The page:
LENS Technology Used in New One-Step Process for 3D Printing Multimaterial Structures
Laser engineering net shaping (LENS), a patented, hybrid additive manufacturing technology developed by Optomec, is most often used for high-value metal 3D printing. It can also be added onto existing CNC equipment, to repair parts using 3D printing. Now, a research team from Washington State University (WSU) is using LENS technology in a one-step process developed to 3D print multimaterial structures.
Amit Bandyopadhyay, the Herman and Brita Lindholm Endowed Chair Professor in the university’s School of Mechanical and Materials Engineering, said, “This is a step towards the next level of manufacturing and the next generation of design, validation, optimization and manufacturing using 3D printing.”
Not only has 3D printing overhauled many industrial practices, but it’s also been a major influence on product design processes. But, most 3D printers can only use one material at a time to 3D print parts – not the case for the WSU team’s new process. The researchers, led by Bandyopadhyay, have been able to use their new technique to 3D print structures out of both metal and ceramic, and a bimetallic tube that’s magnetic at one end and not in the other.
This month, the team published a paper on their work, titled “Additive manufacturing of Inconel 718-Copper alloy bimetallic structure using laser engineered net shaping (LENS),” in the Additive Manufacturing journal.
The research was funded by the Joint Center for Aerospace Technology Innovation, the National Science Foundation, and NASA’s Marshall Space Flight Center; co-authors of the paper include WSU graduate students Bonny Onuike and Bryan Heer, and Bandyopadhyay.
The abstract reads, “To understand processing ability and measure resultant interfacial and thermal properties of Inconel 718 and copper alloy GRCop-84, bimetallic structures were fabricated using laser engineering net shaping (LENS), a commercially available additive manufacturing technique. It was hypothesized that additively combining the two aerospace alloys would form a unique bimetallic structure with improved thermophysical properties compared to the Inconel 718 alloy. Two approaches were used: the direct deposition of GRCop-84 on Inconel 718 and the compositional gradation of the two alloys. Scanning electron microscopy (SEM), energy dispersive spectroscopy (EDS), X-ray Diffraction (XRD), Vickers microhardness and flash thermal diffusivity were used to characterize these bimetallic structures to validate our hypothesis. The compositional gradation approach showed a gradual transition of Inconel 718 and GRCop-84 elements at the interface, which was also reflected in the cross-sectional hardness profile across the bimetallic interface. SEM images showed columnar grain structures at the interfaces with Cr2Nb precipitate accumulation along grain boundaries and the substrate-deposit interface. The average thermal diffusivity of the bimetallic structure was measured at 11.33 mm2/s for the temperature range of 50 °C–300 °C; a 250% increase in diffusivity when compared to the pure Inconel 718 alloy at 3.20 mm2/s. Conductivity of the bimetallic structures increased by almost 300% compared to Inconel 718 as well. Such structures with designed compositional gradation and tailored thermal properties opens up the possibilities of multi-material metal additive manufacturing for next generation of aerospace structures.”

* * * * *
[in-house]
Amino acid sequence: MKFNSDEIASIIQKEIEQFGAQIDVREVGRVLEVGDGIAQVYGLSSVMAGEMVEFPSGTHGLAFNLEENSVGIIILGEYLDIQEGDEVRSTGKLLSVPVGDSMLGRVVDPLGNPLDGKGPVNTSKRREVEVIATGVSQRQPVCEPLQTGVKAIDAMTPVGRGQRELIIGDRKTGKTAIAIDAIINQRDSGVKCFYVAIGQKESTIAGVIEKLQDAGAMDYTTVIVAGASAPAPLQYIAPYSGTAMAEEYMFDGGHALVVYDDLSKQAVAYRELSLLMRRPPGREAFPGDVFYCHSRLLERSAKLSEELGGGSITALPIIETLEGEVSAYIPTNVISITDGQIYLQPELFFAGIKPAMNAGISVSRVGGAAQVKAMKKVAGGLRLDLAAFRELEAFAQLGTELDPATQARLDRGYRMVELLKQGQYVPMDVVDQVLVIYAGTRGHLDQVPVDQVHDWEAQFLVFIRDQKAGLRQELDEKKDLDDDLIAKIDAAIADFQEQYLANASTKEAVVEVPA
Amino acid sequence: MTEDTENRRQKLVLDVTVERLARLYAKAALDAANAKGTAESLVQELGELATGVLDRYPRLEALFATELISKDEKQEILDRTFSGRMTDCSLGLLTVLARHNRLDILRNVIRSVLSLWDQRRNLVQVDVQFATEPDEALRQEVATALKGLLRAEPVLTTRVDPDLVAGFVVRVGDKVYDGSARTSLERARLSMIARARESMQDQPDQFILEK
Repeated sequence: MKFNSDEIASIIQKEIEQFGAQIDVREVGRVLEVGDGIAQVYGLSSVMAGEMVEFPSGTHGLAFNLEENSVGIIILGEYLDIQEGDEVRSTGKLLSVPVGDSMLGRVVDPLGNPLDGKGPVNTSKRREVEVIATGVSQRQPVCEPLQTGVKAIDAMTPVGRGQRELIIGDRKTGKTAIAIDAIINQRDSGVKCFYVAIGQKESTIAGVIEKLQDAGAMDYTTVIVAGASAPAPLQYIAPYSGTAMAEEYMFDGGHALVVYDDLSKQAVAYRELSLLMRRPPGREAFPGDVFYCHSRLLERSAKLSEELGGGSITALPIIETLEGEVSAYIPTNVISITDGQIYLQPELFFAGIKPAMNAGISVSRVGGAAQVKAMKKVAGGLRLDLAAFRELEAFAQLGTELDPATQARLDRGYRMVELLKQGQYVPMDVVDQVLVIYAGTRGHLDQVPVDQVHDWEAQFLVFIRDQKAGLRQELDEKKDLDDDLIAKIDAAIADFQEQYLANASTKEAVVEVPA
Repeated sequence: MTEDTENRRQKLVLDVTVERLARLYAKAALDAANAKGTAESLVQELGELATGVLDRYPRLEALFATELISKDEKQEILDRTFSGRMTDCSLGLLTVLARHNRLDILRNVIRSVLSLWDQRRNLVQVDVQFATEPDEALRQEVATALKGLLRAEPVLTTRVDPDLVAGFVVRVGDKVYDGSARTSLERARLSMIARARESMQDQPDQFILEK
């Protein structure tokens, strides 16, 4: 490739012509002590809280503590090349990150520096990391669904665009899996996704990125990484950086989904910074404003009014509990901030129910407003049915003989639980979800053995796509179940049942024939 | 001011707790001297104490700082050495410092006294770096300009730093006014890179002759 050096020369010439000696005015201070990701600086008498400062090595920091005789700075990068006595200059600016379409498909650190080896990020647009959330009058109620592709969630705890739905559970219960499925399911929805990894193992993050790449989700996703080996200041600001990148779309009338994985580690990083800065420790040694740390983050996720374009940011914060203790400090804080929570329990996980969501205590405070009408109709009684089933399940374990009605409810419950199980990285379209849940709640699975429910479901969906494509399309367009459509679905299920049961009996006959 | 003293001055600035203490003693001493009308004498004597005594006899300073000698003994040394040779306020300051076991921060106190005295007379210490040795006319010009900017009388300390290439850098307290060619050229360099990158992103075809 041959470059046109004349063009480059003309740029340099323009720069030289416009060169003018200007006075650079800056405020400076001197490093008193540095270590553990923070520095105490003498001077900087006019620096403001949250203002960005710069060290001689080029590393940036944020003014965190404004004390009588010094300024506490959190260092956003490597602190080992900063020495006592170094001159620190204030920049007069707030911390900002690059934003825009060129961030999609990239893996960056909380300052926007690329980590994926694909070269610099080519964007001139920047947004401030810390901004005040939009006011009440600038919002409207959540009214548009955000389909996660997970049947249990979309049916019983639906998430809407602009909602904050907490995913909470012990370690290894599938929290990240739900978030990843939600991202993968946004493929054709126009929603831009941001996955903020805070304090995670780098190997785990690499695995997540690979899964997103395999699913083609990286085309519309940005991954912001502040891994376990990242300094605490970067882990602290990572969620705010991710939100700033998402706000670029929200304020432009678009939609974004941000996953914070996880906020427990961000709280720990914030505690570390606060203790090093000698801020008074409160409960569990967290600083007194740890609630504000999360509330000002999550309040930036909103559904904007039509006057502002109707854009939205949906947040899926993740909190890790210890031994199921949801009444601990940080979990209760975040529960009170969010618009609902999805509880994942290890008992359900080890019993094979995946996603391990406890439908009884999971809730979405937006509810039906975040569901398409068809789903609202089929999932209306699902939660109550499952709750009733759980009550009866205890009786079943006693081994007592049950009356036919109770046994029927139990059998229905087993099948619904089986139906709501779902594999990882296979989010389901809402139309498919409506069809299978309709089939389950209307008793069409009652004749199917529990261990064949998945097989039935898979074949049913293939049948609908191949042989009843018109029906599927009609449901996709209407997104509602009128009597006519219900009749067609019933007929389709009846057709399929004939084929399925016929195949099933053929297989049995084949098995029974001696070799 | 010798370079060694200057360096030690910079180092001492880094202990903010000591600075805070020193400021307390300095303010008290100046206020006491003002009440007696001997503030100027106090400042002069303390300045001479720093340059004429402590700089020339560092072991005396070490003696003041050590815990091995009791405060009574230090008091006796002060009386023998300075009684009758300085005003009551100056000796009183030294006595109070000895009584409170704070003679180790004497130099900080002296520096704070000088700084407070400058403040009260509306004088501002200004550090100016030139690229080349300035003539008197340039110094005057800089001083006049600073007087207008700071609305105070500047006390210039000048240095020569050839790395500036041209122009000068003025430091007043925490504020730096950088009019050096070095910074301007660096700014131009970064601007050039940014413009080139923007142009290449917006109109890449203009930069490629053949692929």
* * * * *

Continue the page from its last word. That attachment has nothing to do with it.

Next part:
With the ability to use more than a single material at once during 3D printing jobs, manufacturers can better control material properties such as corrosion protection, environmental adaptation, and heat conduction. This could help lower the number of manufacturing steps, and allow manufacturers to make complex products with multiple parts using just one machine, in a single operation.
Additionally, multimaterial 3D printing negates the use of adhesives or joint connections that are currently needed to make multimaterial products.
“You could be joining two very strong materials together, but their connection will only be as strong as their adhesive. Multimaterial, additive manufacturing helps get rid of the weak point,” Bandyopadhyay explained.
A LENS system was used to join two materials in one step, and successfully 3D printed a structure of copper and Inconel 718, which is a nickel-chromium alloy used in liquid-fueled rockets; it’s also used to make sheet metal parts for airplane engines.
This material can hold up well under high temperatures, but cools very slowly, which was a bonus for this project. When the copper was added to the 3D printing process, the part could be cooled 250% faster, which equals higher fuel efficiency and a longer life for airplane engines.
This research has also opened up additional design options. The researchers worked with WSU graduate students Tom Gualtieri and Yanning Zhang to 3D print a metal-ceramic material in just one operation.
“This allows us to vary the composition and add functionality to a product during 3D printing that is traditionally very difficult to achieve. And we can do this in a single process with a single machine,” Bandyopadhyay said.
“Multimaterial additive manufacturing has opened the doors to so many different possible creations. It has allowed us to be bolder and be more creative.”
Discuss this and other 3D printing topics at 3DPrintBoard.com or share your thoughts in the comments below.[Source/Images: WSU]
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